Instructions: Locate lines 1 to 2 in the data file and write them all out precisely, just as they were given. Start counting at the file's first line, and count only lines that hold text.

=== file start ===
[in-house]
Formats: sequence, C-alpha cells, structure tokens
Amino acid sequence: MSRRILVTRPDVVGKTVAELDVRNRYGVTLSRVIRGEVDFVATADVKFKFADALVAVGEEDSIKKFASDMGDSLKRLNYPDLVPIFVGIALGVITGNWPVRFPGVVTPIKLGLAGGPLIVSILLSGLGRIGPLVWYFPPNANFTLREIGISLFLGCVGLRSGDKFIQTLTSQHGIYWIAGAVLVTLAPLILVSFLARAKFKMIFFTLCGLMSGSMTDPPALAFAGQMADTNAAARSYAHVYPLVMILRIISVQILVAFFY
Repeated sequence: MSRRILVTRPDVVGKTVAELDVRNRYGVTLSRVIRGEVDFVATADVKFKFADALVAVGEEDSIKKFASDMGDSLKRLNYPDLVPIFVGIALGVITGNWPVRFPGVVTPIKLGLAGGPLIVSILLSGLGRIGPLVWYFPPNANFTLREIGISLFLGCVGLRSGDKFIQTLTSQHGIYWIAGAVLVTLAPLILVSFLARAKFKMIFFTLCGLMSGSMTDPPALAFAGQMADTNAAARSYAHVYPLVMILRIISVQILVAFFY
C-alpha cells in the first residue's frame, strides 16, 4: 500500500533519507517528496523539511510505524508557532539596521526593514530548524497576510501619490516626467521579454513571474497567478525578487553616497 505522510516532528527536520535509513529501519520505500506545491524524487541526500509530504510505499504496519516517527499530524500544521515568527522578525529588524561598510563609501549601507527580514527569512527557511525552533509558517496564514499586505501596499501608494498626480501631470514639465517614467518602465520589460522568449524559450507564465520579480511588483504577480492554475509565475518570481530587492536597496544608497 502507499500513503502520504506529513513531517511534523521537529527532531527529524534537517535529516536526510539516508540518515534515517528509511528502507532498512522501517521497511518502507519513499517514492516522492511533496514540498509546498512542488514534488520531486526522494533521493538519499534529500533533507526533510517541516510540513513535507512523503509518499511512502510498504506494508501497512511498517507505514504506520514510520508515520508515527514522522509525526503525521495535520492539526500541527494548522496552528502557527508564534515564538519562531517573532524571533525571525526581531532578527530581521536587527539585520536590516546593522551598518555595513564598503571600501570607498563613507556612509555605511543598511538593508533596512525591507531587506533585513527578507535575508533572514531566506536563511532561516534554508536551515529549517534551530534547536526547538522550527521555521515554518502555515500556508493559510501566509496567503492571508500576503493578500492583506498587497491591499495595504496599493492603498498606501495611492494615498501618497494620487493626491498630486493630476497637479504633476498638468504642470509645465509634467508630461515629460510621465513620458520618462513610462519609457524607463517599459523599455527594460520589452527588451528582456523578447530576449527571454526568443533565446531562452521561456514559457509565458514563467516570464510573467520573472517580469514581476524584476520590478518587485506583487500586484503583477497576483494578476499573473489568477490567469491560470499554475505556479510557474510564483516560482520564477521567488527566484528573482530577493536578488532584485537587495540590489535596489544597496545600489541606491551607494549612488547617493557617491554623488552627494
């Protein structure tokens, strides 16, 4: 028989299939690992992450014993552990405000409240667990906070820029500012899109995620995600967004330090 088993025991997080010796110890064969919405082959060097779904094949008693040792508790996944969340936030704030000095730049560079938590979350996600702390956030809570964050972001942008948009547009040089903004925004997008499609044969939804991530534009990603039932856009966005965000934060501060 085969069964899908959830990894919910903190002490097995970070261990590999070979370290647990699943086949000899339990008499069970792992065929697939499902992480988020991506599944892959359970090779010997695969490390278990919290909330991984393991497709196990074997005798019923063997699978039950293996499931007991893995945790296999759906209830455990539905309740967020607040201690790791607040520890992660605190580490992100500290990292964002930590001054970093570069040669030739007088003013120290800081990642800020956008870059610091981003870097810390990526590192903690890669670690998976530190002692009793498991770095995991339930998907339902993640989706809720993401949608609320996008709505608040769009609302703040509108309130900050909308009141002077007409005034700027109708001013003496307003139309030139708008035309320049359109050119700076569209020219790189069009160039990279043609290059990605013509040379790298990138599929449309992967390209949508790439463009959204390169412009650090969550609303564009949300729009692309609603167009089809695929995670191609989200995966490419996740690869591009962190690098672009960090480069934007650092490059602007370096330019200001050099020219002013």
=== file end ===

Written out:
[in-house]
Formats: sequence, C-alpha cells, structure tokens